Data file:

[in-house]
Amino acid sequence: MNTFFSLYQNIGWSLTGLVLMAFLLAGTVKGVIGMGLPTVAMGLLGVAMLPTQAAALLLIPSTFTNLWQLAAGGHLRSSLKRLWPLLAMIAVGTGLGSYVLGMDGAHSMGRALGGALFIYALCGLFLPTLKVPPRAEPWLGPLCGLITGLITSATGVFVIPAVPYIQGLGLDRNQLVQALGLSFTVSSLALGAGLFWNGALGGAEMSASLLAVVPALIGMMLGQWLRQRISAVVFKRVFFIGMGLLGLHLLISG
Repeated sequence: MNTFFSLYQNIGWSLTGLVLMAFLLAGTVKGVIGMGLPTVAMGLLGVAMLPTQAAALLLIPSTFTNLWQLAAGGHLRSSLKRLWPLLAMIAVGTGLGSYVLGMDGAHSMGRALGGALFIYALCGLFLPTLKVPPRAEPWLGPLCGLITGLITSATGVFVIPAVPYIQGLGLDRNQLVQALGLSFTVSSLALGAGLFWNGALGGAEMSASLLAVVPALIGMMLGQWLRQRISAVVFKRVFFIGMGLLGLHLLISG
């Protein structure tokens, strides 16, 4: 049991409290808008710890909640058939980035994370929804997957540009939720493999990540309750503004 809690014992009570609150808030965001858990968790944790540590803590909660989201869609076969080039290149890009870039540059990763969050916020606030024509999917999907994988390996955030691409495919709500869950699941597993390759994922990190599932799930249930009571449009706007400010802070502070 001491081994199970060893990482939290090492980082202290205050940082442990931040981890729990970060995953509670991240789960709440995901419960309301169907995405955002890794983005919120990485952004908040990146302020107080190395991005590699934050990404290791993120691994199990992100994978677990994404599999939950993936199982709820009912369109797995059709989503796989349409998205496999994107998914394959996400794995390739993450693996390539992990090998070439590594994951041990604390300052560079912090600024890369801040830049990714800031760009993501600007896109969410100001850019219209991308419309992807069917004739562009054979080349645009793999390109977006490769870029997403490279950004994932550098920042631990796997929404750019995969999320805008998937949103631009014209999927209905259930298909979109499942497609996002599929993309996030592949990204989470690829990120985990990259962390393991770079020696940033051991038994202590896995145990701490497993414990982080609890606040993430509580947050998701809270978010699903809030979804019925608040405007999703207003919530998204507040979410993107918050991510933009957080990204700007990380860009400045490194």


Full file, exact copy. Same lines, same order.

[in-house]
Amino acid sequence: MNTFFSLYQNIGWSLTGLVLMAFLLAGTVKGVIGMGLPTVAMGLLGVAMLPTQAAALLLIPSTFTNLWQLAAGGHLRSSLKRLWPLLAMIAVGTGLGSYVLGMDGAHSMGRALGGALFIYALCGLFLPTLKVPPRAEPWLGPLCGLITGLITSATGVFVIPAVPYIQGLGLDRNQLVQALGLSFTVSSLALGAGLFWNGALGGAEMSASLLAVVPALIGMMLGQWLRQRISAVVFKRVFFIGMGLLGLHLLISG
Repeated sequence: MNTFFSLYQNIGWSLTGLVLMAFLLAGTVKGVIGMGLPTVAMGLLGVAMLPTQAAALLLIPSTFTNLWQLAAGGHLRSSLKRLWPLLAMIAVGTGLGSYVLGMDGAHSMGRALGGALFIYALCGLFLPTLKVPPRAEPWLGPLCGLITGLITSATGVFVIPAVPYIQGLGLDRNQLVQALGLSFTVSSLALGAGLFWNGALGGAEMSASLLAVVPALIGMMLGQWLRQRISAVVFKRVFFIGMGLLGLHLLISG
């Protein structure tokens, strides 16, 4: 049991409290808008710890909640058939980035994370929804997957540009939720493999990540309750503004 809690014992009570609150808030965001858990968790944790540590803590909660989201869609076969080039290149890009870039540059990763969050916020606030024509999917999907994988390996955030691409495919709500869950699941597993390759994922990190599932799930249930009571449009706007400010802070502070 001491081994199970060893990482939290090492980082202290205050940082442990931040981890729990970060995953509670991240789960709440995901419960309301169907995405955002890794983005919120990485952004908040990146302020107080190395991005590699934050990404290791993120691994199990992100994978677990994404599999939950993936199982709820009912369109797995059709989503796989349409998205496999994107998914394959996400794995390739993450693996390539992990090998070439590594994951041990604390300052560079912090600024890369801040830049990714800031760009993501600007896109969410100001850019219209991308419309992807069917004739562009054979080349645009793999390109977006490769870029997403490279950004994932550098920042631990796997929404750019995969999320805008998937949103631009014209999927209905259930298909979109499942497609996002599929993309996030592949990204989470690829990120985990990259962390393991770079020696940033051991038994202590896995145990701490497993414990982080609890606040993430509580947050998701809270978010699903809030979804019925608040405007999703207003919530998204507040979410993107918050991510933009957080990204700007990380860009400045490194």